Prime Minister Mahinda Rajapaksa’s resignation has been overshadowed by the violence that took place immediately prior to it and after it. The PM’s meeting in the morning with local councilors of his party, numbering over a thousand, was followed by their attack on the demonstration site on Galle Face Seafront outside the PM’s residence. For over a month this had been the location of peaceful protests by mostly youth from all over the country, but also families, office workers and Colombo residents on an ad hoc basis. The wrecking of the demonstration site led to large scale mob attacks against the residences of government ministers, many of which were torched. A government MP has also died in the melee.
There has always been something special about Sri Lanka. In 140 AD the geographer Ptolemy drew a map of the island that made it much larger than it is. This was probably on account of the stories he had heard about its diversity, where forests, mountains, oceans and cities inhabited by diverse peoples could only have existed in a much larger entity. At the time of Independence from colonial rule, the British colonial administrator Leonard Woolf was so enamoured of the country and its potential that he described it as the Switzerland of the East. After Independence, too, the country retained its attraction to foreigners. Lee Kuan Yew of Singapore wanted his country to emulate Sri Lanka as late as the 1960s.
There are indications that the government delegation that went to meet with the IMF in Washington did not obtain the immediate relief in the form of a quick transfer of dollars into the government’s coffers that they hoped for, and indeed, the country at large hopes for. Instead, the IMF appears to be saying that the government should first present a concrete plan as to how it is going to pay back the huge loan aggregate before the IMF provides any assistance. This would require the government to present a proposal of how it is going to save money by cutting down on expenditure to repay the outstanding loans. Further, it would require the government to go to its creditors and seek to get some write-offs and also extend the period of repayment. This may be possible with foreign governments whose loans we need to repay if there is sufficient goodwill and a desire to help.
Faced with the challenge of showing a stable government, President Gotabaya Rajapaksa has appointed a new cabinet together with a large ministerial contingent. Leaders of government in other democratic countries would have resigned for less. Sri Lanka has effectively declared itself to be bankrupt under this government by reneging on the repayment of international debt. This has happened at a time when mass protests against the government are gathering strength. The continuation of mass protests at Galle Face during the traditional New Year which is always reserved for family reunions is a sign that the protests will not gradually go away. Instead of traveling back to their homes in the villages, entire families, young and old alike, left their homes to come to Galle Face. It seems they come on pilgrimage to the site of democracy and many do not go back but pitch tent.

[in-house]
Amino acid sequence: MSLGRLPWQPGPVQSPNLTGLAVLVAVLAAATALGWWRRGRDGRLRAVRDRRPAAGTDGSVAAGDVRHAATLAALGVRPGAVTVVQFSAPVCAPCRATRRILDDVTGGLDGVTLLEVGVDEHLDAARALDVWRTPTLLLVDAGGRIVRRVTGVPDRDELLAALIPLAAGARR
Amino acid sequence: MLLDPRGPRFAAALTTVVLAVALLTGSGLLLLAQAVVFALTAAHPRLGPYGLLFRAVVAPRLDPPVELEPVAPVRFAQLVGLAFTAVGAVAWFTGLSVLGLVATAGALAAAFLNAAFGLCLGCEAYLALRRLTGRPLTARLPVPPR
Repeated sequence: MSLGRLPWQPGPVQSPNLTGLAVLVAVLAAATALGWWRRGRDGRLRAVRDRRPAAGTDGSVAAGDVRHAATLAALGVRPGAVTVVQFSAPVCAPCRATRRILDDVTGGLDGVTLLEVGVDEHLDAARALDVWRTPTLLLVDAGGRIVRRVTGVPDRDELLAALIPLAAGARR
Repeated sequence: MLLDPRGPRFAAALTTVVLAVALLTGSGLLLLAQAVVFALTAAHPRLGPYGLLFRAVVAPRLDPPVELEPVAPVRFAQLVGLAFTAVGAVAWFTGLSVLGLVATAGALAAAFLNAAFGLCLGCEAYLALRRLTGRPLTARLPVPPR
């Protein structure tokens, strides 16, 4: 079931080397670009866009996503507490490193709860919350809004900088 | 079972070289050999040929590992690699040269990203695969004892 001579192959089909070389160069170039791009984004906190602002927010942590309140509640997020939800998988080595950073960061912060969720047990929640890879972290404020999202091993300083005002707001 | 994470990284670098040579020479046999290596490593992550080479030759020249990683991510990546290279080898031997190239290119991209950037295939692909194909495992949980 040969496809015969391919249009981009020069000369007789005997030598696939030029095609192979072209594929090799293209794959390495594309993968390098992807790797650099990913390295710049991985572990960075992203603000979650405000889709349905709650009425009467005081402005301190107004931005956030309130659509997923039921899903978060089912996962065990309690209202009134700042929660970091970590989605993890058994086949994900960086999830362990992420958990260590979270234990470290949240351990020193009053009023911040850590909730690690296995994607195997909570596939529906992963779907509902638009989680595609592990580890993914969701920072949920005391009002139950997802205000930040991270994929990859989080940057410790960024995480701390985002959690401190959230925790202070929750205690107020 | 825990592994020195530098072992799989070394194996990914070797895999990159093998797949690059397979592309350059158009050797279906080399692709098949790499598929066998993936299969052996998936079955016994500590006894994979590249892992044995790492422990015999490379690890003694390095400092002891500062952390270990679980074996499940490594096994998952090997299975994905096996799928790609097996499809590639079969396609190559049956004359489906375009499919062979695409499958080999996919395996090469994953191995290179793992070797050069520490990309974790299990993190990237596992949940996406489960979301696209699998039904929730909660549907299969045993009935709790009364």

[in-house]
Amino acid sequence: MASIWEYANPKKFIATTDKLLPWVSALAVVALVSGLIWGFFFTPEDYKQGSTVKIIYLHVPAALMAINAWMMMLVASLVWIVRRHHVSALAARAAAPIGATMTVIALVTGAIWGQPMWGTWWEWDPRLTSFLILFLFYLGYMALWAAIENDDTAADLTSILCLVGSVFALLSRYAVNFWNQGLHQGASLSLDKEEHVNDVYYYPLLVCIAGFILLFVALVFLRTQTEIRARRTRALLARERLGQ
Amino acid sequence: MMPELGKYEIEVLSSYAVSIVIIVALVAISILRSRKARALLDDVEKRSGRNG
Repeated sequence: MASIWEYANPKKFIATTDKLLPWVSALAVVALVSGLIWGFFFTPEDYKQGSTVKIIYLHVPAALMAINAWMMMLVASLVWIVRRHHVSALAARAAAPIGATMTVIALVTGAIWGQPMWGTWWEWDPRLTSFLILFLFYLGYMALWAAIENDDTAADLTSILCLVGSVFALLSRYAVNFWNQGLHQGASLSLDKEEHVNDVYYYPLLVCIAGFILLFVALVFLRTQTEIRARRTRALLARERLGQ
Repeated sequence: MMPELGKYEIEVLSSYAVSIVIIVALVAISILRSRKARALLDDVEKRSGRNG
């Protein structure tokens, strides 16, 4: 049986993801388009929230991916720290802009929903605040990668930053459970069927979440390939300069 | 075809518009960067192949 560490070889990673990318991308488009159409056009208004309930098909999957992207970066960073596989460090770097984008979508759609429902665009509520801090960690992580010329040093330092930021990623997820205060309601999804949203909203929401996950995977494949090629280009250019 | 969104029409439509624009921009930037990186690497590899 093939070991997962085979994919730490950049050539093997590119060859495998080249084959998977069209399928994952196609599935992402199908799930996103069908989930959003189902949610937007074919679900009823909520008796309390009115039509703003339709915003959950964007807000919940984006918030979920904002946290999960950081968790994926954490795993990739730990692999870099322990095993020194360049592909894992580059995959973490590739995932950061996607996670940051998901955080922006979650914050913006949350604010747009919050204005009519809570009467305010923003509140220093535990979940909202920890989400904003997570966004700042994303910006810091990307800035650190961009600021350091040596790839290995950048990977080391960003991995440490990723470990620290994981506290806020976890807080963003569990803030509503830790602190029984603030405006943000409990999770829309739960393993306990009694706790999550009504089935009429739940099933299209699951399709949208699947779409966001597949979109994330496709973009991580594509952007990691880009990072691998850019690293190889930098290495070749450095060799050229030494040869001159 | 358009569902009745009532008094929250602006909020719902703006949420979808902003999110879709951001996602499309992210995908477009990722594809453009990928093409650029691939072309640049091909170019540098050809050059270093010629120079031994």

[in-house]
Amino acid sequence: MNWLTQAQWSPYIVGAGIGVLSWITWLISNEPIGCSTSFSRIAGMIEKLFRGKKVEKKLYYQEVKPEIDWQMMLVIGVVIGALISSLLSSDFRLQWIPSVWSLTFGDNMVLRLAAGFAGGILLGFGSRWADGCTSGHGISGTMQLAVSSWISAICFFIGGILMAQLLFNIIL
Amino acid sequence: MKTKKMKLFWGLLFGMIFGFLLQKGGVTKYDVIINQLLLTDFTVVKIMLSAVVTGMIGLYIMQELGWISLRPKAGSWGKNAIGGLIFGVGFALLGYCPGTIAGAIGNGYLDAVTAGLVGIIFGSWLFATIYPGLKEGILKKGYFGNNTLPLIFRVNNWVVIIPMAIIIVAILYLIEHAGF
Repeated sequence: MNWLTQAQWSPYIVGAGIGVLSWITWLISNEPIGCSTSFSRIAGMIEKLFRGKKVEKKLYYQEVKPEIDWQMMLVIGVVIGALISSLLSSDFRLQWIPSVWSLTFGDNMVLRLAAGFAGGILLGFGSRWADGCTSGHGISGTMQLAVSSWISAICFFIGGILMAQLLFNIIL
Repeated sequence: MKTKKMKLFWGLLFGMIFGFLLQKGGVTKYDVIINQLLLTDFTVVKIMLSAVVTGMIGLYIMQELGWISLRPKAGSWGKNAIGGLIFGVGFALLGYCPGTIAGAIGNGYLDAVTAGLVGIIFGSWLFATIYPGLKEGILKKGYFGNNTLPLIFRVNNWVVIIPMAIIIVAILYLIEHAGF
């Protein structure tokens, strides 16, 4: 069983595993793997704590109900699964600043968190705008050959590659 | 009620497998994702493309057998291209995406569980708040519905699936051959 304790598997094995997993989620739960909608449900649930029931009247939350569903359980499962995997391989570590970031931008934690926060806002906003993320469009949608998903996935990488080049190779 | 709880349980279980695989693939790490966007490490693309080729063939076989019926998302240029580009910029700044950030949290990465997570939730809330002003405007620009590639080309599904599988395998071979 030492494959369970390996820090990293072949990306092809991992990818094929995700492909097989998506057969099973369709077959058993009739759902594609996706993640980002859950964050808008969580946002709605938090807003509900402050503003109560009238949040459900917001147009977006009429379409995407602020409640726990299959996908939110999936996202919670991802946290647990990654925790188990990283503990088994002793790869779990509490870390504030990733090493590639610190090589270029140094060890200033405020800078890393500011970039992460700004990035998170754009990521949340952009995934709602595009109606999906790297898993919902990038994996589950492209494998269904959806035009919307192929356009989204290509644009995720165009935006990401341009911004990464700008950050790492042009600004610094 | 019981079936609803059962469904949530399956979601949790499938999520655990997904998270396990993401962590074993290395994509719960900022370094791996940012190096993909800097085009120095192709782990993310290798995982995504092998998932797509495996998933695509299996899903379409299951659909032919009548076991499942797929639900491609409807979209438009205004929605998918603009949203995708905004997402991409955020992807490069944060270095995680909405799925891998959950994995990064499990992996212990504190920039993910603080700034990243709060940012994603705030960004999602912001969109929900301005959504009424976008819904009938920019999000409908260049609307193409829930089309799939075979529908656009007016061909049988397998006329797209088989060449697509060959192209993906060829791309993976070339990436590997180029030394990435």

Any governmental anticipation that the ongoing mass protests will fizzle out with the onset of the monsoon rains and the forthcoming Sinhala and Tamil New Year seems unlikely to be realized. The heavy and continuous rains did not deter the tens of thousands of people protesting against the government in Colombo near the Presidential Secretariat and also elsewhere in the country where smaller protests are continuously taking place. The protestors are standing their ground and not withdrawing. They are being supported by the general public who come and offer them food, drink and tents. It looks like they will continue to stay until their demands are met. They scored an initial success when the entire cabinet resigned with the exception of the prime minister.